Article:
The device also has a functionality that enables it to restore the initial stimulation energy in the event of a temporary increase. In this regard, periodically, e.g., every 24 hours, the stimulation energy is lowered by a step. The step is preferably a programmable value and may be the same as the step increment, or not. Nevertheless, if an increase in energy occurs during 3 consecutive days, this “reversibility” is inhibited.

One now will describe the manner in which the device in accordance with a preferred embodiment of the invention manages a loss of atrial detection with reference to the illustrated chronograms of FIGS. 4 and 5.

The First Case of management of loss of atrial detection, illustrated in FIG. 4, is that of the detection of a ventricular event of a VES type, which one can assume is a loss of atrial detection if its coupling interval is higher than a programmed threshold value. In this First Case, the atrial sensitivity is increased (for example, the threshold applied to detect spontaneous activity (i.e., the detection threshold) is decreased by a step) until there is a return of a normal atrial detection, or a return to an atrial stimulation with a normal delay (i.e., in the absence of acceleration of the ventricular rate/rhythm between successive detections R) between atrial stimulation and ventricular detection.

The Second Case of management of atrial loss of detection corresponds to the situation illustrated on the chronogram of FIG. 5. If the delay between an atrial stimulation and a ventricular detection decreases by a quantity greater than one programmable duration, for example, 47 ms cycle to cycle, or compared to a delay defined as a normal delay, the device suspect a loss of atrial detection and increases the atrial sensitivity at the following cycle (for example, by decreasing the sensitivity threshold by a step) until the return of a normal delay between atrial stimulation and ventricular detection.

A Third Case of management of loss of atrial detection is that of the passage of a detection P to a stimulation A if the A-R delay is less than the P-R delay by a programmable duration (for example, 63 ms); the device suspect then also a loss of detection, and increases the sensitivity at the following cycle.

In the same manner as discussed for the stimulation energy, periodically, e.g., every 24 hours, the device decreases the sensitivity (by raising the detection threshold) to allow a return to the initial value. Nevertheless, if an increase in the sensitivity occurs during consecutive 3 days, this reversibility also is inhibited.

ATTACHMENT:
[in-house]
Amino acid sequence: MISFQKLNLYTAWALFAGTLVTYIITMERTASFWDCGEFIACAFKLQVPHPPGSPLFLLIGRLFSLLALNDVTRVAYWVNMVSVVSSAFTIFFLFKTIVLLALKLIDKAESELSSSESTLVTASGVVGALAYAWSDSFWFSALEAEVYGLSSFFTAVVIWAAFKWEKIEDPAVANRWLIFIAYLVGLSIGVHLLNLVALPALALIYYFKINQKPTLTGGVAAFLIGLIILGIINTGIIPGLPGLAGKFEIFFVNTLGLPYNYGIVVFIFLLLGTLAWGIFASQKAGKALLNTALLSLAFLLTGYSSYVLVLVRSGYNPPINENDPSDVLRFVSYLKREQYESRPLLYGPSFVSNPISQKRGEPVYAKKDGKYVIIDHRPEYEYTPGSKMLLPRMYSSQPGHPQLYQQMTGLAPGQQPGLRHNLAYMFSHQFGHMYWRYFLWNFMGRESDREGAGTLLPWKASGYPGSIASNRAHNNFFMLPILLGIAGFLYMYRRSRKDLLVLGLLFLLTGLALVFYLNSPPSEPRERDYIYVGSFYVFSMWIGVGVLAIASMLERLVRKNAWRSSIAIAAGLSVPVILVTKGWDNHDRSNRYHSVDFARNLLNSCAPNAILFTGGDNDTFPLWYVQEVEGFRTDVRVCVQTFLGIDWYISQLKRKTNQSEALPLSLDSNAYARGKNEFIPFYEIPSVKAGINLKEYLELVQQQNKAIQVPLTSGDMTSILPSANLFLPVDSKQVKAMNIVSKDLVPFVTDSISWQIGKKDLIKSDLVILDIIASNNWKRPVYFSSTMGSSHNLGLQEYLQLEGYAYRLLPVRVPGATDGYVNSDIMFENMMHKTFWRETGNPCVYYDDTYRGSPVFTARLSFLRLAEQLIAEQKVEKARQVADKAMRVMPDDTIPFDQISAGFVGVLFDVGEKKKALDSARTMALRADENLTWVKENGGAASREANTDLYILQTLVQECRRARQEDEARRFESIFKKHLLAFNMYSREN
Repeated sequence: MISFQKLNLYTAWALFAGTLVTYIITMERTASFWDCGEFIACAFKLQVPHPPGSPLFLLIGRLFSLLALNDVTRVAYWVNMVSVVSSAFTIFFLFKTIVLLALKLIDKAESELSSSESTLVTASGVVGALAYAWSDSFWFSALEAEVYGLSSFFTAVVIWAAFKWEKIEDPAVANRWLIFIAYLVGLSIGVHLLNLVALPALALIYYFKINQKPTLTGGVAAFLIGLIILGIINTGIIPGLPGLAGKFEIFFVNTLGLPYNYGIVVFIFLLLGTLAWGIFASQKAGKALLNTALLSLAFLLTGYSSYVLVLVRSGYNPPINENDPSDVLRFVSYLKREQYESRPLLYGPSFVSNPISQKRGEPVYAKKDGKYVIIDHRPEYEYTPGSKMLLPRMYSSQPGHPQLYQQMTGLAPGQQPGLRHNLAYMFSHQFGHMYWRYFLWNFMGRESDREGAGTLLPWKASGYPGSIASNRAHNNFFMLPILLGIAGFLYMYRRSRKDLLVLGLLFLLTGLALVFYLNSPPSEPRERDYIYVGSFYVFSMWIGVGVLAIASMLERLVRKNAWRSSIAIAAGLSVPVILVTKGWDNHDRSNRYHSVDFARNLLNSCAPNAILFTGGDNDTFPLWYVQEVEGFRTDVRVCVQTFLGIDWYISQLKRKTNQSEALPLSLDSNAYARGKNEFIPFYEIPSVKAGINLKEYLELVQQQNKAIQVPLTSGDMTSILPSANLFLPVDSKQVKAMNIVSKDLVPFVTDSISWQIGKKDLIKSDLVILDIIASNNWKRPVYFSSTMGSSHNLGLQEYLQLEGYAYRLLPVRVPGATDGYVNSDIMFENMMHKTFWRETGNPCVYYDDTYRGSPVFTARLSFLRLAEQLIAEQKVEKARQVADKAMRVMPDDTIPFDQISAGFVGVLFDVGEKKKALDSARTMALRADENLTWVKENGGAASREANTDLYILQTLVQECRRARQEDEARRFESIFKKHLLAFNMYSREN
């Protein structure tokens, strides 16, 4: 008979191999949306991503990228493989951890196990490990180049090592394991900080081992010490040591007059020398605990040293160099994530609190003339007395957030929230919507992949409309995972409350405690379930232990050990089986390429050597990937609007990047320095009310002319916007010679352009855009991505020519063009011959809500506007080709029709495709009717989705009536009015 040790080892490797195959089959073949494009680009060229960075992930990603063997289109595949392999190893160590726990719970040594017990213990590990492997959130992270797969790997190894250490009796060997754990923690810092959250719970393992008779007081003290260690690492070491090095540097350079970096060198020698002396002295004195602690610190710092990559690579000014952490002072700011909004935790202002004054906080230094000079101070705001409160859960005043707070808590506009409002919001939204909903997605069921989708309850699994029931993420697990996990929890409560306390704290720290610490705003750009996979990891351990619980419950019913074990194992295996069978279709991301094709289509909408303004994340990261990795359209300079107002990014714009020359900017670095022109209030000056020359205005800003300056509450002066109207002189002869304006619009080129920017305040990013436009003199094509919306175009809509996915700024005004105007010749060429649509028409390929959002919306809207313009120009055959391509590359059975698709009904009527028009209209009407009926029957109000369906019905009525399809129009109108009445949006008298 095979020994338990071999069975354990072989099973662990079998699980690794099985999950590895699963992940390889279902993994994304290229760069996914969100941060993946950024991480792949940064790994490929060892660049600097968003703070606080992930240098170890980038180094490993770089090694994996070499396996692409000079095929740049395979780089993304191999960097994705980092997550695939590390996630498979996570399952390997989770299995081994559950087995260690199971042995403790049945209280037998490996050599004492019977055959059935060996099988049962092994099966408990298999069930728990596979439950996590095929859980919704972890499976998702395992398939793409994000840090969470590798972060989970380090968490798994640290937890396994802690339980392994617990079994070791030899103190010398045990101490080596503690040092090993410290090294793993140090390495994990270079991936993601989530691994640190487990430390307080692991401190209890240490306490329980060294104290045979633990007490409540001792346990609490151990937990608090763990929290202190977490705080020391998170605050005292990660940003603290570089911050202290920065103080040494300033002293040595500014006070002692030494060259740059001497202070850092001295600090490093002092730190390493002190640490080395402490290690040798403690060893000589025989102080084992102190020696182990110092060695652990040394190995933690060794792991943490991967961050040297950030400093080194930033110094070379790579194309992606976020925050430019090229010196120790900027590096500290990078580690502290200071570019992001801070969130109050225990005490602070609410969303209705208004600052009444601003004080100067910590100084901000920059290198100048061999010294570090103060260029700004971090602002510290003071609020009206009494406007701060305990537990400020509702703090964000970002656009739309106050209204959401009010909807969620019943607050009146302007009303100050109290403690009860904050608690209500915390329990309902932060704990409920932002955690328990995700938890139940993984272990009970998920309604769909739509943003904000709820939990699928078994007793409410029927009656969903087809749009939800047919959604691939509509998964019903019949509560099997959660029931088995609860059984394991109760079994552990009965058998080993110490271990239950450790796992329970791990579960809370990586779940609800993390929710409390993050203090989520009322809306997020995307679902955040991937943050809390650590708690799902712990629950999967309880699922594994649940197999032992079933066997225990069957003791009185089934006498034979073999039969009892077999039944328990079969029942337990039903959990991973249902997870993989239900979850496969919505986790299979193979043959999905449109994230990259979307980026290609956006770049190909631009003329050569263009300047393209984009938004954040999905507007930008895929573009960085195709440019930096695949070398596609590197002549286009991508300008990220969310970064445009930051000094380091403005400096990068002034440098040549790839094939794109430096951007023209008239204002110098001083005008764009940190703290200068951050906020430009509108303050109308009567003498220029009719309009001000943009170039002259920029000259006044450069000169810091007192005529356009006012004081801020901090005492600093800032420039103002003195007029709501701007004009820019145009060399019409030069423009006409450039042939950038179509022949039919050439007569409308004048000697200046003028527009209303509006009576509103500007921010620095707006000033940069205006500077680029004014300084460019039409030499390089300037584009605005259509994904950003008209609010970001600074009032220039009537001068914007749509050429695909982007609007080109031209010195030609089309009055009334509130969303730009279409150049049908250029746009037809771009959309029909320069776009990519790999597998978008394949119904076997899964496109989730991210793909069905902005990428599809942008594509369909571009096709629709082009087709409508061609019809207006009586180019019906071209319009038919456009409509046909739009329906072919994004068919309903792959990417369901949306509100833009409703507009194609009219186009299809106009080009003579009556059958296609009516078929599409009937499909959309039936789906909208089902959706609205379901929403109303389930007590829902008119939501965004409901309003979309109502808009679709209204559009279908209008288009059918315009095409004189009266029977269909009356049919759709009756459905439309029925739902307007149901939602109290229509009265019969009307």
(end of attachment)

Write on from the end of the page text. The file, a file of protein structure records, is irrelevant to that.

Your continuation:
Suitable devices for which the present invention has application include, for example, the Talent™ and Symphony™, Rhapsody™ brand pacemakers and the Alto™ brand of defibrillators available from Ela Médical, Montrouge France. With reference also to FIG. 6, these devices are microprocessor based systems 40 having circuits (hardware and software) that provides for receiving, conditioning and processing detected electrical signals 30, and are capable of receiving software instructions 52 by telemetry (not shown), storing them in memory 50, and then executing those instructions to perform the functions and control algorithm described above in implementing the present invention. The creation of suitable software instructions 52 for controlling an implant to perform the aforementioned functions of the present invention are believed to be within the abilities of a person of ordinary skill in the art. The detection circuits 22 used to detect the cardiac signals in the atrium and the ventricle, in the left and/or right chambers, as well as the circuits 24 used to stimulate those chambers are well known and any suitable design may be used.

One skilled in the art will appreciate that the present invention can be practiced by other than the described embodiments, and the parameters provided with respect to numbers of cycles and time intervals are merely representative examples, which are presented for purposes of illustration and not of limitation.

Patent Citations
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Referenced by
Citing PatentFiling datePublication dateApplicantTitle
US8214036Nov 18, 2009Jul 3, 2012Sorin Crm S.A.S.Atrial capture test for an active implantable medical device
Classifications
U.S. Classification607/28
International ClassificationA61N1/37, A61N1/362
Cooperative ClassificationA61N1/3714, A61N1/3712
European ClassificationA61N1/37D2
Legal Events
DateCodeEventDescription
Jun 27, 2012FPAYFee payment
Year of fee payment: 4
Dec 12, 2003ASAssignment
Owner name: ELA MEDICAL S.A., FRANCE
Free format text: ASSIGNMENT OF ASSIGNORS INTEREST;ASSIGNOR:ELA MEDICAL S.A.;REEL/FRAME:014780/0028
Effective date: 20031209